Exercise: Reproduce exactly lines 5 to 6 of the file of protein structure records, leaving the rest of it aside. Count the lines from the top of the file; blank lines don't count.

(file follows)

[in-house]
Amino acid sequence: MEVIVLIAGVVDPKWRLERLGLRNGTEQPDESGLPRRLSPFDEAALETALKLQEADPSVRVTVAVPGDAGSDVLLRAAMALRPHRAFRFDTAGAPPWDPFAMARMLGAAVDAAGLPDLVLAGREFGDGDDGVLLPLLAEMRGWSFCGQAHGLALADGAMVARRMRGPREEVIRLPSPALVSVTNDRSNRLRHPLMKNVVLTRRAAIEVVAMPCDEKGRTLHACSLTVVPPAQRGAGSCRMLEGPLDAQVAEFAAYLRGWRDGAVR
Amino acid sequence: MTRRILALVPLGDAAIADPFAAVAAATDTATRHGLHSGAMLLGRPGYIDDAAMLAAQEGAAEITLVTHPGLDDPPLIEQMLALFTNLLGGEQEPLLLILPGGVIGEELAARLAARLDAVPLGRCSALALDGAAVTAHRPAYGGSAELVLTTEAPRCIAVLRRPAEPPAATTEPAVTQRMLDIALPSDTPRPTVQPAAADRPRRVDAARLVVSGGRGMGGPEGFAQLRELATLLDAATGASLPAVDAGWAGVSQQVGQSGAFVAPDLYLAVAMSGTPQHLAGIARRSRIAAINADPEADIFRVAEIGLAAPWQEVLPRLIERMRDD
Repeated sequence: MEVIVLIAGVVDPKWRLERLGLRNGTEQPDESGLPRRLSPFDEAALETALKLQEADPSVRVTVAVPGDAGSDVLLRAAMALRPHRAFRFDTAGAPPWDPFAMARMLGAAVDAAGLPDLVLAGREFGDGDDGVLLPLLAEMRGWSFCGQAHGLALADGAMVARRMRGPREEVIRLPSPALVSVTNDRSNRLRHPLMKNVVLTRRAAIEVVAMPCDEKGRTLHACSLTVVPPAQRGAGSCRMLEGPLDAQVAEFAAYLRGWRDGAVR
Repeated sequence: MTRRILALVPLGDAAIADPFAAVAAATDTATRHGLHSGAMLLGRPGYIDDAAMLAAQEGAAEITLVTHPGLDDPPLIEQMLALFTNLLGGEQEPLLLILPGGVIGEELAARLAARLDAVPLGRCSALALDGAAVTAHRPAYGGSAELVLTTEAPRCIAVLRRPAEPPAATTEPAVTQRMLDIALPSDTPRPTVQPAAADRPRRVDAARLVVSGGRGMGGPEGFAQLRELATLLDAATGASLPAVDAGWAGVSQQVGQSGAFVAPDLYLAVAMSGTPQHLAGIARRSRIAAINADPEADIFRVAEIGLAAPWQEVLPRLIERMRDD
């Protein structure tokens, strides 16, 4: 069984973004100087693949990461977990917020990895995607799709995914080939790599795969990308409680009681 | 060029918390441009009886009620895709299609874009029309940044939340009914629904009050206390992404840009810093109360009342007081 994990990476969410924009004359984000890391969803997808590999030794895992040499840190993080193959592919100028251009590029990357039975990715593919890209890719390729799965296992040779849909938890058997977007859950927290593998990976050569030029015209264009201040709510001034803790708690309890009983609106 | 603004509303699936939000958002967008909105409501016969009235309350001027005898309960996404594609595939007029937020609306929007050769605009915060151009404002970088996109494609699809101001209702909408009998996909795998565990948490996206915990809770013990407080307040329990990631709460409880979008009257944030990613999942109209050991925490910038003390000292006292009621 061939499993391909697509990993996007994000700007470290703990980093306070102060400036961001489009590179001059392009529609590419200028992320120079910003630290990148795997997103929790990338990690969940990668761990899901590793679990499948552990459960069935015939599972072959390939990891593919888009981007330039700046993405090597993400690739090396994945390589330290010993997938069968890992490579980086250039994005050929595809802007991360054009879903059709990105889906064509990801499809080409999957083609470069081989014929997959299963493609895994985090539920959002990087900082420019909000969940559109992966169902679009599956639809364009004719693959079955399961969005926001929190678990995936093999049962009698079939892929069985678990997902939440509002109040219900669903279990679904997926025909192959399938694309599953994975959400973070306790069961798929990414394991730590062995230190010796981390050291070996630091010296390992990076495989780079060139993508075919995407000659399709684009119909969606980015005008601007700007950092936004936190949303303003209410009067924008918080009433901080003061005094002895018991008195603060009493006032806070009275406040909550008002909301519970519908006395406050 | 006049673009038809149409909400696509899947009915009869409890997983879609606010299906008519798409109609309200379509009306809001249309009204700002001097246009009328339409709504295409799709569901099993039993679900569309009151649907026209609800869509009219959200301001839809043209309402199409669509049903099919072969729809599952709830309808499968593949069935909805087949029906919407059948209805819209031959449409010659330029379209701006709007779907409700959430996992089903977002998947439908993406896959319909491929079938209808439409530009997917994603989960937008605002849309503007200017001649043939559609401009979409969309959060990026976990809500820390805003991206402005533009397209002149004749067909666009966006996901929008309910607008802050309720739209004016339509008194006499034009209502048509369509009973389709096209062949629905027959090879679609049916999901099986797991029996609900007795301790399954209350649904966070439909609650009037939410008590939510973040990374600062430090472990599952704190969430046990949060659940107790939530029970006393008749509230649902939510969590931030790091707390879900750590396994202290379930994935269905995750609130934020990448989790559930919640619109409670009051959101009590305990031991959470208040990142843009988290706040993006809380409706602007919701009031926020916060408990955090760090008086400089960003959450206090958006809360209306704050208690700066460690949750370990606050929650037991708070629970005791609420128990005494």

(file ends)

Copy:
Repeated sequence: MTRRILALVPLGDAAIADPFAAVAAATDTATRHGLHSGAMLLGRPGYIDDAAMLAAQEGAAEITLVTHPGLDDPPLIEQMLALFTNLLGGEQEPLLLILPGGVIGEELAARLAARLDAVPLGRCSALALDGAAVTAHRPAYGGSAELVLTTEAPRCIAVLRRPAEPPAATTEPAVTQRMLDIALPSDTPRPTVQPAAADRPRRVDAARLVVSGGRGMGGPEGFAQLRELATLLDAATGASLPAVDAGWAGVSQQVGQSGAFVAPDLYLAVAMSGTPQHLAGIARRSRIAAINADPEADIFRVAEIGLAAPWQEVLPRLIERMRDD
């Protein structure tokens, strides 16, 4: 069984973004100087693949990461977990917020990895995607799709995914080939790599795969990308409680009681 | 060029918390441009009886009620895709299609874009029309940044939340009914629904009050206390992404840009810093109360009342007081 994990990476969410924009004359984000890391969803997808590999030794895992040499840190993080193959592919100028251009590029990357039975990715593919890209890719390729799965296992040779849909938890058997977007859950927290593998990976050569030029015209264009201040709510001034803790708690309890009983609106 | 603004509303699936939000958002967008909105409501016969009235309350001027005898309960996404594609595939007029937020609306929007050769605009915060151009404002970088996109494609699809101001209702909408009998996909795998565990948490996206915990809770013990407080307040329990990631709460409880979008009257944030990613999942109209050991925490910038003390000292006292009621 061939499993391909697509990993996007994000700007470290703990980093306070102060400036961001489009590179001059392009529609590419200028992320120079910003630290990148795997997103929790990338990690969940990668761990899901590793679990499948552990459960069935015939599972072959390939990891593919888009981007330039700046993405090597993400690739090396994945390589330290010993997938069968890992490579980086250039994005050929595809802007991360054009879903059709990105889906064509990801499809080409999957083609470069081989014929997959299963493609895994985090539920959002990087900082420019909000969940559109992966169902679009599956639809364009004719693959079955399961969005926001929190678990995936093999049962009698079939892929069985678990997902939440509002109040219900669903279990679904997926025909192959399938694309599953994975959400973070306790069961798929990414394991730590062995230190010796981390050291070996630091010296390992990076495989780079060139993508075919995407000659399709684009119909969606980015005008601007700007950092936004936190949303303003209410009067924008918080009433901080003061005094002895018991008195603060009493006032806070009275406040909550008002909301519970519908006395406050 | 006049673009038809149409909400696509899947009915009869409890997983879609606010299906008519798409109609309200379509009306809001249309009204700002001097246009009328339409709504295409799709569901099993039993679900569309009151649907026209609800869509009219959200301001839809043209309402199409669509049903099919072969729809599952709830309808499968593949069935909805087949029906919407059948209805819209031959449409010659330029379209701006709007779907409700959430996992089903977002998947439908993406896959319909491929079938209808439409530009997917994603989960937008605002849309503007200017001649043939559609401009979409969309959060990026976990809500820390805003991206402005533009397209002149004749067909666009966006996901929008309910607008802050309720739209004016339509008194006499034009209502048509369509009973389709096209062949629905027959090879679609049916999901099986797991029996609900007795301790399954209350649904966070439909609650009037939410008590939510973040990374600062430090472990599952704190969430046990949060659940107790939530029970006393008749509230649902939510969590931030790091707390879900750590396994202290379930994935269905995750609130934020990448989790559930919640619109409670009051959101009590305990031991959470208040990142843009988290706040993006809380409706602007919701009031926020916060408990955090760090008086400089960003959450206090958006809360209306704050208690700066460690949750370990606050929650037991708070629970005791609420128990005494």